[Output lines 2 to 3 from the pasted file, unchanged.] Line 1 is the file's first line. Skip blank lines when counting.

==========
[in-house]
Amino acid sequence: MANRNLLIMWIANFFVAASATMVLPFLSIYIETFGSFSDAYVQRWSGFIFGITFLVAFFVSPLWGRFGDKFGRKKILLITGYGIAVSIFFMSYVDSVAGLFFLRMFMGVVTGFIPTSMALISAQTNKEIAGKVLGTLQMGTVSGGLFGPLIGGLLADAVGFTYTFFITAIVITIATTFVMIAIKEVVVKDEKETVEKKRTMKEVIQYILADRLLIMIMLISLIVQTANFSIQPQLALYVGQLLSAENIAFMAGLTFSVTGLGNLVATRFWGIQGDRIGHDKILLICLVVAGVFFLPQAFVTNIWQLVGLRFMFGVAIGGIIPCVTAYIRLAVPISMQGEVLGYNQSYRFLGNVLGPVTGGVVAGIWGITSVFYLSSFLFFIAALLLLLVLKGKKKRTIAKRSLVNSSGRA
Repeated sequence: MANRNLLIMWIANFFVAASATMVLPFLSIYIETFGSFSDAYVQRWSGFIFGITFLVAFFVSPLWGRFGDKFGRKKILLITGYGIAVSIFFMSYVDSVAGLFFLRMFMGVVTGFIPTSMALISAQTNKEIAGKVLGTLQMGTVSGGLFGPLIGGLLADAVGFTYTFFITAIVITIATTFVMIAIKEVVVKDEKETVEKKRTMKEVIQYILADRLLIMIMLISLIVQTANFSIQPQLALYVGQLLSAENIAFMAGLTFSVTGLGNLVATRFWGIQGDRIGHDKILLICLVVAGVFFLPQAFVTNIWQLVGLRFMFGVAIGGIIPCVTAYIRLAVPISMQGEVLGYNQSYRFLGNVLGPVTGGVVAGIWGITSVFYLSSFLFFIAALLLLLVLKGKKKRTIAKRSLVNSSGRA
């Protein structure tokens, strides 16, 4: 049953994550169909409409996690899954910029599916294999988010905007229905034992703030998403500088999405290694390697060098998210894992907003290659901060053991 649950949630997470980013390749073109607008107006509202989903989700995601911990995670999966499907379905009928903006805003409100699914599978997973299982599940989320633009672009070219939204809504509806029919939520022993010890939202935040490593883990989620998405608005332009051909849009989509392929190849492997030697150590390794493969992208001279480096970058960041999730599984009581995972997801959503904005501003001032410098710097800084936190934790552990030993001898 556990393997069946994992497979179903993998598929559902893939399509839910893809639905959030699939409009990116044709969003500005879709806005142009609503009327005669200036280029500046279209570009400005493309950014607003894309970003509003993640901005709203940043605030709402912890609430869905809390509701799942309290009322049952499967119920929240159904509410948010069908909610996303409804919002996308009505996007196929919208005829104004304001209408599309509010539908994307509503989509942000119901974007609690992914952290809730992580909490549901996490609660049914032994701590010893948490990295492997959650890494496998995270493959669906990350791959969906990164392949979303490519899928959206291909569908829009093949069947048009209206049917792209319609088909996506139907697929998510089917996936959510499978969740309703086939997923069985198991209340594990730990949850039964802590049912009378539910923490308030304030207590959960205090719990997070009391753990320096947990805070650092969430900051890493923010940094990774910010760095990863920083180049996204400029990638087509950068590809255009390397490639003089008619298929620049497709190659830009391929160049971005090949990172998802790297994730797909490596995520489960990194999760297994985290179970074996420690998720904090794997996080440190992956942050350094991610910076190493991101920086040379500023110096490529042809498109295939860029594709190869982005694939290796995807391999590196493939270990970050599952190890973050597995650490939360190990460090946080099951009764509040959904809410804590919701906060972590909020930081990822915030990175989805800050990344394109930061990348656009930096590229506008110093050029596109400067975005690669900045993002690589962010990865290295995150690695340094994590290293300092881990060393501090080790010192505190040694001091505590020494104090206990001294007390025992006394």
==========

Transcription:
Amino acid sequence: MANRNLLIMWIANFFVAASATMVLPFLSIYIETFGSFSDAYVQRWSGFIFGITFLVAFFVSPLWGRFGDKFGRKKILLITGYGIAVSIFFMSYVDSVAGLFFLRMFMGVVTGFIPTSMALISAQTNKEIAGKVLGTLQMGTVSGGLFGPLIGGLLADAVGFTYTFFITAIVITIATTFVMIAIKEVVVKDEKETVEKKRTMKEVIQYILADRLLIMIMLISLIVQTANFSIQPQLALYVGQLLSAENIAFMAGLTFSVTGLGNLVATRFWGIQGDRIGHDKILLICLVVAGVFFLPQAFVTNIWQLVGLRFMFGVAIGGIIPCVTAYIRLAVPISMQGEVLGYNQSYRFLGNVLGPVTGGVVAGIWGITSVFYLSSFLFFIAALLLLLVLKGKKKRTIAKRSLVNSSGRA
Repeated sequence: MANRNLLIMWIANFFVAASATMVLPFLSIYIETFGSFSDAYVQRWSGFIFGITFLVAFFVSPLWGRFGDKFGRKKILLITGYGIAVSIFFMSYVDSVAGLFFLRMFMGVVTGFIPTSMALISAQTNKEIAGKVLGTLQMGTVSGGLFGPLIGGLLADAVGFTYTFFITAIVITIATTFVMIAIKEVVVKDEKETVEKKRTMKEVIQYILADRLLIMIMLISLIVQTANFSIQPQLALYVGQLLSAENIAFMAGLTFSVTGLGNLVATRFWGIQGDRIGHDKILLICLVVAGVFFLPQAFVTNIWQLVGLRFMFGVAIGGIIPCVTAYIRLAVPISMQGEVLGYNQSYRFLGNVLGPVTGGVVAGIWGITSVFYLSSFLFFIAALLLLLVLKGKKKRTIAKRSLVNSSGRA